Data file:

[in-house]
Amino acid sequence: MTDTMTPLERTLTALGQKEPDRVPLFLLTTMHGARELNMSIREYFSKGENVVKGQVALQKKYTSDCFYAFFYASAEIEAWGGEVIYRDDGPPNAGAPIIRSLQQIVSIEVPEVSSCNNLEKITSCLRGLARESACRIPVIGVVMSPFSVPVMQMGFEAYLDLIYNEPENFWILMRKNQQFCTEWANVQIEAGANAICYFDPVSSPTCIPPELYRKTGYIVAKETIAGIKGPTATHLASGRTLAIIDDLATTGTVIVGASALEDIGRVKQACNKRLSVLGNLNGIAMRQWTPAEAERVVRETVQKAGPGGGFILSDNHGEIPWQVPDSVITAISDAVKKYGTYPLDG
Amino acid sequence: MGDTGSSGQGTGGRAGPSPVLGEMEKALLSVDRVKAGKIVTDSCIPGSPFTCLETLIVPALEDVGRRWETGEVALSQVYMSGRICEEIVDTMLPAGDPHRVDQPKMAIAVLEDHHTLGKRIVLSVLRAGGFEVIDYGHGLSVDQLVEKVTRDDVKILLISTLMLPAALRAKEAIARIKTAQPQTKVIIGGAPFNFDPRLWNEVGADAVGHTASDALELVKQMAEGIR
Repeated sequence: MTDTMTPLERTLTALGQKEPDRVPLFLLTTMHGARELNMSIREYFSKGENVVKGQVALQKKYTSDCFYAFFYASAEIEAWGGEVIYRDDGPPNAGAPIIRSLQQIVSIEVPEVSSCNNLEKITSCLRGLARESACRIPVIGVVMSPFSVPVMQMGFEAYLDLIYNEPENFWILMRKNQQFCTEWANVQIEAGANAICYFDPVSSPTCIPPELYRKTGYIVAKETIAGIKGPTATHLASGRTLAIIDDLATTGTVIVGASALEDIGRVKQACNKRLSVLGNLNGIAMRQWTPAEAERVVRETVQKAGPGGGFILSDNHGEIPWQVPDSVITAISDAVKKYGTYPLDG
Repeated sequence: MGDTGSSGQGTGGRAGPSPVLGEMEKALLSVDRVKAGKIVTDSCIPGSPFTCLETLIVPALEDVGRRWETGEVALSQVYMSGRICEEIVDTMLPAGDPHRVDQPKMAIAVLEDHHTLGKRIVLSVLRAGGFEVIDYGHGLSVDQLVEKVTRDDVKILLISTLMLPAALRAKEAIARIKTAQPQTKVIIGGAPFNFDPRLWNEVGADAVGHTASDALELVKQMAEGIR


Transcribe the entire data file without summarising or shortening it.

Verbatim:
[in-house]
Amino acid sequence: MTDTMTPLERTLTALGQKEPDRVPLFLLTTMHGARELNMSIREYFSKGENVVKGQVALQKKYTSDCFYAFFYASAEIEAWGGEVIYRDDGPPNAGAPIIRSLQQIVSIEVPEVSSCNNLEKITSCLRGLARESACRIPVIGVVMSPFSVPVMQMGFEAYLDLIYNEPENFWILMRKNQQFCTEWANVQIEAGANAICYFDPVSSPTCIPPELYRKTGYIVAKETIAGIKGPTATHLASGRTLAIIDDLATTGTVIVGASALEDIGRVKQACNKRLSVLGNLNGIAMRQWTPAEAERVVRETVQKAGPGGGFILSDNHGEIPWQVPDSVITAISDAVKKYGTYPLDG
Amino acid sequence: MGDTGSSGQGTGGRAGPSPVLGEMEKALLSVDRVKAGKIVTDSCIPGSPFTCLETLIVPALEDVGRRWETGEVALSQVYMSGRICEEIVDTMLPAGDPHRVDQPKMAIAVLEDHHTLGKRIVLSVLRAGGFEVIDYGHGLSVDQLVEKVTRDDVKILLISTLMLPAALRAKEAIARIKTAQPQTKVIIGGAPFNFDPRLWNEVGADAVGHTASDALELVKQMAEGIR
Repeated sequence: MTDTMTPLERTLTALGQKEPDRVPLFLLTTMHGARELNMSIREYFSKGENVVKGQVALQKKYTSDCFYAFFYASAEIEAWGGEVIYRDDGPPNAGAPIIRSLQQIVSIEVPEVSSCNNLEKITSCLRGLARESACRIPVIGVVMSPFSVPVMQMGFEAYLDLIYNEPENFWILMRKNQQFCTEWANVQIEAGANAICYFDPVSSPTCIPPELYRKTGYIVAKETIAGIKGPTATHLASGRTLAIIDDLATTGTVIVGASALEDIGRVKQACNKRLSVLGNLNGIAMRQWTPAEAERVVRETVQKAGPGGGFILSDNHGEIPWQVPDSVITAISDAVKKYGTYPLDG
Repeated sequence: MGDTGSSGQGTGGRAGPSPVLGEMEKALLSVDRVKAGKIVTDSCIPGSPFTCLETLIVPALEDVGRRWETGEVALSQVYMSGRICEEIVDTMLPAGDPHRVDQPKMAIAVLEDHHTLGKRIVLSVLRAGGFEVIDYGHGLSVDQLVEKVTRDDVKILLISTLMLPAALRAKEAIARIKTAQPQTKVIIGGAPFNFDPRLWNEVGADAVGHTASDALELVKQMAEGIR